Everyone knows that inflation is seriously affecting all consumers in the United States. Yes, it is catching up with our dairy farmers, consumers and milk handlers.
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Source: EcoWatch

The big problem for dairy farmers is the fact that their pay price does not in any way reflect their cost of production. It is time for this to change.

We feel it is time for dairy farmers to have their cost of production used in determining the prices that are paid to all dairy farmers.

Right away, many people would say you can’t use the cost of production because every dairy farmer has a different cost of production. We agree. However, these people who use that argument that dairy farmers’ cost of production can’t be used in a pricing formula, these people forgot to tell you that approximately 70% of a dairy farmer’s milk is used to manufacture dairy products, and this price is the same in all eleven Federal Milk Marketing Orders. Yes, the same but no one shouts that this can’t be done because all the dairy farmers have a different cost of production.

Here is an answer: We believe that a dairy farmers’ cost of production should be the starting component in the dairy farmer’s pay price. The Economic Research Service, a division of the USDA, determines the national average cost of pricing milk twice a year. We think this should be done at least four times a year. Presently this price is $22.67 per cwt. (hundred pounds). This price will be updated on May 1. This price will also be the value of manufactured dairy products and will be classified as Class II.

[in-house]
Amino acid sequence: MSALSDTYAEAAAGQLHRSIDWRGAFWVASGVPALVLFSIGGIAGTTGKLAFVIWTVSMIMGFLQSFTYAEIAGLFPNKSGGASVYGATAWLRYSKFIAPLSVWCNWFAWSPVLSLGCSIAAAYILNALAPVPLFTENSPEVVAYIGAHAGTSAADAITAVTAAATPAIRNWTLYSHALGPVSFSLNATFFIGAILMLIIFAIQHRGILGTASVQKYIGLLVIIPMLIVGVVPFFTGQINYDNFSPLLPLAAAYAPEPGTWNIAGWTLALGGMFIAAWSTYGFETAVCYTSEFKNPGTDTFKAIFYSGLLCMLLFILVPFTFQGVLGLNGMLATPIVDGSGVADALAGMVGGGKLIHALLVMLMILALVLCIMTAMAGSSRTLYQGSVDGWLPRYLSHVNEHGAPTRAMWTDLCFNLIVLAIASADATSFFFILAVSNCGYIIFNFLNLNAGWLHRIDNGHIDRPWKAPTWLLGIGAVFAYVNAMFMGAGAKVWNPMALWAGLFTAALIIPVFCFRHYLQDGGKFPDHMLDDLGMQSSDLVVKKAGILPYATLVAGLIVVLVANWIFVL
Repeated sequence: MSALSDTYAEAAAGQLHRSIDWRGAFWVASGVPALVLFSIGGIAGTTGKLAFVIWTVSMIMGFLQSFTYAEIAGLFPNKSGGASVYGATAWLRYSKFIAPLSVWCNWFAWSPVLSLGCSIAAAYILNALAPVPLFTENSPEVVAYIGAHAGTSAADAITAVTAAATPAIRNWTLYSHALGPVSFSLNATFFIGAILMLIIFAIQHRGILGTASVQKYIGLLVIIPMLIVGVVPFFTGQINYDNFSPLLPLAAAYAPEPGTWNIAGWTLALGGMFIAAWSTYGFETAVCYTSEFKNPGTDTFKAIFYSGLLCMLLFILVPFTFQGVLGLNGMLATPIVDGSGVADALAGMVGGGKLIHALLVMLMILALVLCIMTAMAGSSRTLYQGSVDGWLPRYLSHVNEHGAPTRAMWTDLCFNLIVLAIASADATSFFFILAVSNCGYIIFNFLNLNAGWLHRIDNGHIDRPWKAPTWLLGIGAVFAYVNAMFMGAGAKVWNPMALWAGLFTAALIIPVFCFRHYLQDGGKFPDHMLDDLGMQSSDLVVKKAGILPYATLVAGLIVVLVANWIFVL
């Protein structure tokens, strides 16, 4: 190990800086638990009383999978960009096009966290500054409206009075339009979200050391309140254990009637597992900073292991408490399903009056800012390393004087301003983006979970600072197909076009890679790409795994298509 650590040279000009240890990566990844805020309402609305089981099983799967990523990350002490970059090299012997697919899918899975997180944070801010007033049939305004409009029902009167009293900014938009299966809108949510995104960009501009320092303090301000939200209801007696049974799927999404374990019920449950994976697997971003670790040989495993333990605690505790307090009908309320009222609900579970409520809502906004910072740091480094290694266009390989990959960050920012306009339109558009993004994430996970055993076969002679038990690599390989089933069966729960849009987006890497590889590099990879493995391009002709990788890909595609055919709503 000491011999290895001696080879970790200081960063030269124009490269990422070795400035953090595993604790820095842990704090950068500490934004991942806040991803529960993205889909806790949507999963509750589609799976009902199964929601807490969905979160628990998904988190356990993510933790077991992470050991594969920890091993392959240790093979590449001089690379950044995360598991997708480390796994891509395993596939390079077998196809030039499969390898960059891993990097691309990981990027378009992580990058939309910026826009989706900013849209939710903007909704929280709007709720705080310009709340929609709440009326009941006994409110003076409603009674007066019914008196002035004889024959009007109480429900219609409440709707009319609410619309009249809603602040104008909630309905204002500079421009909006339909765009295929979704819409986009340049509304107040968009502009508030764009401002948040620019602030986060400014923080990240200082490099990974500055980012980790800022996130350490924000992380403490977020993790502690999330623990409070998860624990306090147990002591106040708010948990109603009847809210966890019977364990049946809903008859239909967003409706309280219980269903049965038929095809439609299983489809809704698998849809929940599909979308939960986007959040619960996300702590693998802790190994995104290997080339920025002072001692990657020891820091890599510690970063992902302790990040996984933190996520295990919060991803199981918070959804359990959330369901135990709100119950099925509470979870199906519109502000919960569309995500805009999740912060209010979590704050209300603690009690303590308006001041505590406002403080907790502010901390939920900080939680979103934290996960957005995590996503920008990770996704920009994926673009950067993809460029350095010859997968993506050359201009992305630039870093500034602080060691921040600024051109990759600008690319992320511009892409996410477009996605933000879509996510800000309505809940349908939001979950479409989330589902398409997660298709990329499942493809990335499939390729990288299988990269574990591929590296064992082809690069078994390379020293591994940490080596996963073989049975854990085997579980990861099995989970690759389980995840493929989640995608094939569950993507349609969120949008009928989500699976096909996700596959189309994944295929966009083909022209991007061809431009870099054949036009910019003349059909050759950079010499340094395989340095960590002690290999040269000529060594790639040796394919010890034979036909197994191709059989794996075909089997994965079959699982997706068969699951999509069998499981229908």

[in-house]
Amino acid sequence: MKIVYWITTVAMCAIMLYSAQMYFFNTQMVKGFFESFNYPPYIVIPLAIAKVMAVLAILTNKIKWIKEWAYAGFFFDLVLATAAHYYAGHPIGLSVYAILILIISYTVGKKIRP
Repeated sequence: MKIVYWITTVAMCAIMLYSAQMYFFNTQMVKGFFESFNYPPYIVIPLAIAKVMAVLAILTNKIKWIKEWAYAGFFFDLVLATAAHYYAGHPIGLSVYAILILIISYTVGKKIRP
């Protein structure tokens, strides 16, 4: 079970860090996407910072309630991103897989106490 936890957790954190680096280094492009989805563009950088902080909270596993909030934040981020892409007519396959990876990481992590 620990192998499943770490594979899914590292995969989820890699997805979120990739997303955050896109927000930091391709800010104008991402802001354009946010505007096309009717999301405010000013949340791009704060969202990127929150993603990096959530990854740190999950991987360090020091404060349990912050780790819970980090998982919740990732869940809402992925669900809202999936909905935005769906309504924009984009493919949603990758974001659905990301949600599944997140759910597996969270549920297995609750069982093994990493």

Presently any buyer of milk that is used to manufacture dairy products doesn’t know the price he must pay for his milk until the first Wednesday of the month after the purchase. Our formula would also solve that problem.

Please remember any buyers of milk that is used as bottled milk knows his price about 8 or 10 days before he purchases the milk. Our formula is simple: to determine the price for fluid milk, we would add the existing cost of production figure of $22.67 (Class II) along with the existing $3.50 differential in Order One, and come up with a Class I price of $26.17. This price is comparable to the present announced Class I price in March of $26.13. This price could vary in each of the eleven Federal orders.

I would assume that the existing differentials would stay in the federal order as they presently exist. It is now or never for a real, new formula that would be good for everyone. All milk handlers would know in advance what they would pay for milk, and for the first time, dairy farmers would know in advance what their pay price would be, and the prices to consumers would stabilize.

Arden Tewksbury, Manager of Pro-Ag, Meshoppen, Pa.

A labour dispute at a Quebec dairy plant has led to the dumping of 2 million litres of milk since Wednesday.

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